Preparing award-winning teachers
SDSU graduates Mary Goins, an art teacher at Lakeside Middle School, Khamphet Pease, a math and technology teacher at Wilson Middle School in San Diego Unified, and Maria Teran-Cruz, a 4th-grade teacher in Carlsbad were named among the top 5 San Diego County Teachers of the Year from a distinguished group of 42 district Teachers of the Year. All 3 educators acquired teaching credentials from the SDSU School of Teacher Education.
Additionally, Catherine Caine, a graduate of SDSU’s Child and Family Development Program, was named 2015 Teacher of the Year for the State of Hawaii.
These educators join a long list of SDSU grads who have been recognized for their outstanding teaching, including California Teacher of the Year, Alex Kajitani and National Teacher of the Year, Sandra McBrayer.
Preparing system leaders
SDSU’s doctoral programs in educational leadership are preparing individuals to lead some of the most important educational systems in California.
- In 2015, Joi Lin Blake became President of the Alameda Community College.
- Todd Finnell became the superintendent of the Imperial County Office of Education
- Reggie Blaylock became the Vice-President for Student Affairs at San Jose State University
All 3 leaders graduated from SDSU’s Ed.D. program in community college/ post-secondary leadership.
Also, in June 2015, Karen Janney was appointed superintendent of the Sweetwater Union High School District (the largest high school district in California). Janney is a graduate of SDSU’s Ed.D. program in Pre-K–12 leadership.
Currently, at least 22 Ed.D. program graduates are serving as executive leaders in school districts.
COE Graduate becomes VP of Mesa College Student Services
Dr. Ashanti Hands, a Community-Based Block (CBB) Counseling Program graduate who also received her Educational Doctorate in Community College Leadership from COE now serves as Vice President of Student Services at San Diego's Mesa College. [more]
Changing school counseling across the nation
SDSU’s School Counseling Program is at the forefront of a national effort to help ensure that school counselors provide leadership that helps ensure that students will enroll, attend, and succeed in post-secondary education. As part of the White House’s College Opportunity Agenda and the First Lady’s Reach Higher Initiative, SDSU hosted the first West Coast convening of leaders focused on improving school counseling preparation, programs, and practices with the goal of increasing college access for all students. Over 400 representatives from 32 states came to SDSU for this important event.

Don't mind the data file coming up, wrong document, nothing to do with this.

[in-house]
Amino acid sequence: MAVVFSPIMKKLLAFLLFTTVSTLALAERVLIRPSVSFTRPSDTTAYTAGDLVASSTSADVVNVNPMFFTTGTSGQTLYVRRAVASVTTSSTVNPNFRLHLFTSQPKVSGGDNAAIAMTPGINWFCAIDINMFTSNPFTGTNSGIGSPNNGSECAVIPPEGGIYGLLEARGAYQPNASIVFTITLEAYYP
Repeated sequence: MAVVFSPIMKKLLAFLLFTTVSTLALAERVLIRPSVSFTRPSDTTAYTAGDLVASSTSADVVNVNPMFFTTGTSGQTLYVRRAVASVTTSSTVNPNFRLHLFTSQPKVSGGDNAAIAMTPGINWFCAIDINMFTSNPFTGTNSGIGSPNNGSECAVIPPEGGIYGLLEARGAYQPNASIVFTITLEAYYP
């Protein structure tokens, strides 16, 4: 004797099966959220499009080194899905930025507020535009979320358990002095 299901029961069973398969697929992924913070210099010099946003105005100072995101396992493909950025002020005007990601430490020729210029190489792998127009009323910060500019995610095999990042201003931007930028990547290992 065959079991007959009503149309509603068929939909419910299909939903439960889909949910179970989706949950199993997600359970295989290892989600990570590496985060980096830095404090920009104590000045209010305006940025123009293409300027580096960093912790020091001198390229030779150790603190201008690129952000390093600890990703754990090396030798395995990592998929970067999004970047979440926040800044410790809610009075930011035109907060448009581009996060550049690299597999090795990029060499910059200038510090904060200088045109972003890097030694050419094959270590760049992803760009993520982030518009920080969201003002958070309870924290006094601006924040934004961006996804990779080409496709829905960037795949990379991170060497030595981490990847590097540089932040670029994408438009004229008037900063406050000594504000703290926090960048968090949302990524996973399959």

Building students' capacity to engage in rigorous inquiry on important problems of practice
SDSU College of Education students learn how to pursue answers to important practical problems through systematic inquiry and research. Students in various bachelors, credential, masters, certificate, and doctoral programs learn skills that help them frame problems and address them in ways that lead to deeper understanding and improved professional practice.
Recently, our students had articles published in journals including:
- British Journal of Guidance and Counseling
- Contemporary School Psychology
- Frontiers: The Interdisciplinary Journal of Study Abroad
- Hmong Studies Journal
- Issues in Teacher Education
- Science and Children
- Journal for Learning through the Arts
- Journal of Progressive Policy and Practice
- Journal of Urban Learning, Teaching and Research
- Multicultural Perspectives
- Multicultural Education
- School Psychology Forum: Research in Practice
Preparing secondary school educators through the linked learning lens
SDSU's College of Education prepares high school and middle school educators to teach challenging academic content by linking concepts to practical skills used in real high-demand professions. These educators are prepared to assume leadership roles as they support schools in making academic curricula both rigorous and relevant for students.
Preparing entry-level school leaders to make a difference for students and teachers
The Educational Leadership Department prepares cohorts of educators to assume leadership roles as assistant principals and principals. These educators participate in a year-long fieldwork experience that complements their coursework and requires them to work with teachers, students, and families to improve results for specific groups of students. In 2014–15, 51 students completed this rigorous program and earned preliminary administrative services credentials.
Modeling leadership in local schools
Professors Ian Pumpian, Douglas Fisher, and Nancy Frey, faculty members in the Department of Educational Leadership, model the ongoing pursuit of excellence in urban schools by providing oversight leadership to Health Sciences High and Middle College (HSHMC), a local charter school. While providing a practical site for deepening their knowledge of best practices related to the leadership of urban schools, the school was recently awarded recognition as a California Distinguished School.